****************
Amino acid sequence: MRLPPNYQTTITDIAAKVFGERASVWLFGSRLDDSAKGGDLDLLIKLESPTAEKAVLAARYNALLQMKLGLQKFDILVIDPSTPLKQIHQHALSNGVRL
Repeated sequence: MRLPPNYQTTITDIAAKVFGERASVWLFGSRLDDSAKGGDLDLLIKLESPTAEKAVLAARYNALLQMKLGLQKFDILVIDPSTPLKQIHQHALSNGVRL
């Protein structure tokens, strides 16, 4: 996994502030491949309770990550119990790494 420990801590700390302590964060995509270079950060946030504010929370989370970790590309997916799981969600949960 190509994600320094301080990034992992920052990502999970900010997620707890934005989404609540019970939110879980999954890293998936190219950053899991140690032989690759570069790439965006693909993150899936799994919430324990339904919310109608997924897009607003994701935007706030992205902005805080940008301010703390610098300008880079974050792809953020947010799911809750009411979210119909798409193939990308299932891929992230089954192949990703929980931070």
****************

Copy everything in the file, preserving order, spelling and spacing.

Amino acid sequence: MRLPPNYQTTITDIAAKVFGERASVWLFGSRLDDSAKGGDLDLLIKLESPTAEKAVLAARYNALLQMKLGLQKFDILVIDPSTPLKQIHQHALSNGVRL
Repeated sequence: MRLPPNYQTTITDIAAKVFGERASVWLFGSRLDDSAKGGDLDLLIKLESPTAEKAVLAARYNALLQMKLGLQKFDILVIDPSTPLKQIHQHALSNGVRL
């Protein structure tokens, strides 16, 4: 996994502030491949309770990550119990790494 420990801590700390302590964060995509270079950060946030504010929370989370970790590309997916799981969600949960 190509994600320094301080990034992992920052990502999970900010997620707890934005989404609540019970939110879980999954890293998936190219950053899991140690032989690759570069790439965006693909993150899936799994919430324990339904919310109608997924897009607003994701935007706030992205902005805080940008301010703390610098300008880079974050792809953020947010799911809750009411979210119909798409193939990308299932891929992230089954192949990703929980931070």